VOD film review: Joy
Victoria Curatolo | On 27, Apr 2016Reading time: 2 mins
Director: David O. Russell
Cast: Jennifer Lawrence, Robert De Niro, Bradley Cooper, Diane Ladd, Virginia Madsen, Isabella Rossellini
Watch Joy online in the UK: All 4 / iTunes / Prime Video (Buy/Rent) / TalkTalk TV / Rakuten TV / Google Play
David O. Russell has enjoyed much success in recent years, a success particularly heightened since his collaboration with Jennifer Lawrence began. Lawrence, meanwhile, has become one of the biggest stars on the planet, gaining box office gross, critical acclaim and an Oscar along the way. While Russell gained critical and audience acclaim with 2010 biopic The Fighter, it was his 2012 comedy-drama, Silver Linings Playbook, that coined the filmmaker as one of the most progressive in his field.
Russell and Lawrence reunite for the third time with this semi-biopic drama, Joy. Lawrence portrays entrepreneur, self-made millionaire and mop queen Joy Mangano. We witness her tumultuous and chaotic life unfold, as Joy succumbs to endless defeats and tribulations. Despite Joy being a pleasant and undeniably watchable movie, the film does render on a somewhat confusing scale; the tumultuous characters walk in and out of Joy’s life continuously, with characters – such as Joy’s best friend, Jackie (Dascha Polanco), and her ex-husband, Tony (Édgar Ramírez) – feeling almost contrived. Additionally, many scenes feel convoluted, reaching the border of happening for the sake of it, leaving you uncertain of the film’s initial tone. However, Russell undoubtedly has a knack for great music taste and his latest soundtrack is no different, featuring music from The Bee Gees, Ronettes and Rolling Stones.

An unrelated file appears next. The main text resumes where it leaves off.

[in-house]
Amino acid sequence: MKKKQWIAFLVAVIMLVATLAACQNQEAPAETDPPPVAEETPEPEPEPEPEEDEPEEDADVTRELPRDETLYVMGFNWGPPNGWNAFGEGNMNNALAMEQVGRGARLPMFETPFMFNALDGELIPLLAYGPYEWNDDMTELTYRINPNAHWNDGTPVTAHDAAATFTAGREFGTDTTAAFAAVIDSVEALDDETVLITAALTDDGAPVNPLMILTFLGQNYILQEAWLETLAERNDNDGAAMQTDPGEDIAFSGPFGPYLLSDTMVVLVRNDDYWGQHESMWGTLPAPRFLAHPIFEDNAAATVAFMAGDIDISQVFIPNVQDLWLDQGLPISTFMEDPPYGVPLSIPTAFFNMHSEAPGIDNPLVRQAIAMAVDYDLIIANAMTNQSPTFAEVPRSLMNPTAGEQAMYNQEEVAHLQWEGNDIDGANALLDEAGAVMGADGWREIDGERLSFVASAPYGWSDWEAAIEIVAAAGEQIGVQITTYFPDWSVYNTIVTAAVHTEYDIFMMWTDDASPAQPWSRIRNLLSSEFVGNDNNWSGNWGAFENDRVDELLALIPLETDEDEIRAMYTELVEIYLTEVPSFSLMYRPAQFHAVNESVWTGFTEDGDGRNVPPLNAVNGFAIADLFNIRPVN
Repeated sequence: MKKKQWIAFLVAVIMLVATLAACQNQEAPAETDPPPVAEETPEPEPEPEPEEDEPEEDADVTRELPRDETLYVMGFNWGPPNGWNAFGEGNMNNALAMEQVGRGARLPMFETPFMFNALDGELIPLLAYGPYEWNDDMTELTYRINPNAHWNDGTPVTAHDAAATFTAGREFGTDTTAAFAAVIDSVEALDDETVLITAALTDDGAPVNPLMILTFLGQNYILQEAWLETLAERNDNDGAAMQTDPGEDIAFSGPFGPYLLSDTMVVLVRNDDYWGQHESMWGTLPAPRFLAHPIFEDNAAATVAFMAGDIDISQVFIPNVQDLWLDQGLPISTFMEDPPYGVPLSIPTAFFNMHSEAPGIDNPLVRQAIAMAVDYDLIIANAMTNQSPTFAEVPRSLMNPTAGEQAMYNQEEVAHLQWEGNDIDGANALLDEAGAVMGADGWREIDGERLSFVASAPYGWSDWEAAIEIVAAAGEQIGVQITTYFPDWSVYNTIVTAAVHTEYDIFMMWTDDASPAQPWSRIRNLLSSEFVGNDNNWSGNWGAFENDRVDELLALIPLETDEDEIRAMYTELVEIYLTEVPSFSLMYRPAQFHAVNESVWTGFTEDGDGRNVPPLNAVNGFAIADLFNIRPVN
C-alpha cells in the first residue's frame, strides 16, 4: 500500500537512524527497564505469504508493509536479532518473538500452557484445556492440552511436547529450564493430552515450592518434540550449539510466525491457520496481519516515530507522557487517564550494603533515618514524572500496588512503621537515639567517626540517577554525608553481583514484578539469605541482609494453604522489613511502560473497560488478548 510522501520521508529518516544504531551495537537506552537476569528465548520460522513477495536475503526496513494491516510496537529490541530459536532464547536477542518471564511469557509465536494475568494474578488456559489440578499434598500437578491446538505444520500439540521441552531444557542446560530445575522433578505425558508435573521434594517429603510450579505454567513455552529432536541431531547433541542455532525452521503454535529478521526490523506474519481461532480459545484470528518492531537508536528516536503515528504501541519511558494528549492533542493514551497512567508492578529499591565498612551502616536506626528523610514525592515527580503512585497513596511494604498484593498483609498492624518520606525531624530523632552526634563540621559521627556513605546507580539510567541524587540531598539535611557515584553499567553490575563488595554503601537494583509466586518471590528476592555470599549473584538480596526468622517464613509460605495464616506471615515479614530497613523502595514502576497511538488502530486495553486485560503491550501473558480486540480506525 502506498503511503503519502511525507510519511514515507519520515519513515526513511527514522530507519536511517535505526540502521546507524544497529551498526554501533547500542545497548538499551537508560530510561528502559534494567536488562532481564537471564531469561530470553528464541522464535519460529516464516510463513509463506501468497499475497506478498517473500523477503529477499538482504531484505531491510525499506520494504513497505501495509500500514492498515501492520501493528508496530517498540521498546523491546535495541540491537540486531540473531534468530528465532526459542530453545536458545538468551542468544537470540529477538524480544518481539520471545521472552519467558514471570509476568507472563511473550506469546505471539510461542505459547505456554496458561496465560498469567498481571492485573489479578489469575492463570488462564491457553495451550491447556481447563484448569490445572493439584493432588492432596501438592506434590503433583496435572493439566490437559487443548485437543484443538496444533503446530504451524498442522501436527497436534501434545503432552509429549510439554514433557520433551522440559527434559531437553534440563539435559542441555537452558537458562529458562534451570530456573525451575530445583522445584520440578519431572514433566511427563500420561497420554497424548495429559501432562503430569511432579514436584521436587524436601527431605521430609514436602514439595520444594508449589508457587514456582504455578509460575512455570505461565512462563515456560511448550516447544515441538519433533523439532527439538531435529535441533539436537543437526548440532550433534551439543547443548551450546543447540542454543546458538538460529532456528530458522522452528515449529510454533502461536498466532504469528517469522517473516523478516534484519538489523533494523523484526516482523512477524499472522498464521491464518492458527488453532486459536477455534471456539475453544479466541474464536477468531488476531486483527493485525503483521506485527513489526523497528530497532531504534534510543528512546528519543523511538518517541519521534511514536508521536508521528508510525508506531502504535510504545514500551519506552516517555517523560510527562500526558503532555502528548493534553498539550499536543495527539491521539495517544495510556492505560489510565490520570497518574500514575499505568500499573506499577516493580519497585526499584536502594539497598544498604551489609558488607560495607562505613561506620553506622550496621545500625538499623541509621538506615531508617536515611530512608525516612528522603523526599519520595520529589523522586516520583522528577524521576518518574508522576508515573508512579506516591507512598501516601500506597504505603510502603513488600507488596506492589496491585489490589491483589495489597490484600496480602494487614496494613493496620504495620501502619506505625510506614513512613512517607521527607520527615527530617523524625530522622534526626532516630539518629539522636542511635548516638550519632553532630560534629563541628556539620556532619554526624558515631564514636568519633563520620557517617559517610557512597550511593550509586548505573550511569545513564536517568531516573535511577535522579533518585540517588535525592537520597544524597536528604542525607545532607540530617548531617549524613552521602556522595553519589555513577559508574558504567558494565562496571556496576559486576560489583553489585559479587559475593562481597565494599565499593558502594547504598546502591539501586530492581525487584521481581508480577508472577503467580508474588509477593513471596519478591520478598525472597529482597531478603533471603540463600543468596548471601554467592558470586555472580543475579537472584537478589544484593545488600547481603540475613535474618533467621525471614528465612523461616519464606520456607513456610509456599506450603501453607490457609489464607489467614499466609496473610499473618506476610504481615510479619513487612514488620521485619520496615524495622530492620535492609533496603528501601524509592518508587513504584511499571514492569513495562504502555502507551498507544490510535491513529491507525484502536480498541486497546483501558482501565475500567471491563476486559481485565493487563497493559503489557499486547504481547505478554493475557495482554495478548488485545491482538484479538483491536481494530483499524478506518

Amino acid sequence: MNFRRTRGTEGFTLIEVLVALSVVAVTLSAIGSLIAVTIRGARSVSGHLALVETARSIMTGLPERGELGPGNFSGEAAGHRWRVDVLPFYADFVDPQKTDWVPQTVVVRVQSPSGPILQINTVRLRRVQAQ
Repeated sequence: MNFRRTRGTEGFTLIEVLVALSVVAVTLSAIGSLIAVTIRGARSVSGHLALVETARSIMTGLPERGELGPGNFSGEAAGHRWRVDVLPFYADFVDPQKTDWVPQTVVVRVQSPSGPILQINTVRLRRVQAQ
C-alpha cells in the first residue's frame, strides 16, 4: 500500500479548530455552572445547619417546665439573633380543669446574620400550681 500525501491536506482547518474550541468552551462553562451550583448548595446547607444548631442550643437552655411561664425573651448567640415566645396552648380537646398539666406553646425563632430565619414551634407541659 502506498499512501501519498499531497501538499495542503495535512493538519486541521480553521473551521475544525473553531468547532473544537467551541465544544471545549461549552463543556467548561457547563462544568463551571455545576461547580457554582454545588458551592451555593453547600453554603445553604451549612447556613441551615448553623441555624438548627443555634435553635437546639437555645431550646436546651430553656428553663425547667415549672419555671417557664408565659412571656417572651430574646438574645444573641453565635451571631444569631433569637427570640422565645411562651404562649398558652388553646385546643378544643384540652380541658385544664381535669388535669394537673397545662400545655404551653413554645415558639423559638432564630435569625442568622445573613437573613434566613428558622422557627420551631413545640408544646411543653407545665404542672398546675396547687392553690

Joy is almost reminiscent of Martin Scorsese’s 1974 drama, Alice Doesn’t Live Here Anymore, mixed with a 1990s underdog movie. However, although everyone no doubt thrives on an underdog story, this canine walks on somewhat ‘been there, done that’ territory, and Lawrence’s performance is lacklustre. Joy is succumbed to an extreme amount of burden and stress that the majority of people would no doubt find taxing, yet she simply remains calm and almost glazed over throughout the film’s entirety: her voice is consistently monotone; she is highly agreeable; and constantly bodes a mentality of sheer indifference to an almost vacant stature. While this may be down to Russell’s execution of his protagonist, as a viewer, you can’t help but feel indifferent.
Joy is available on All 4 until 15th June 2020.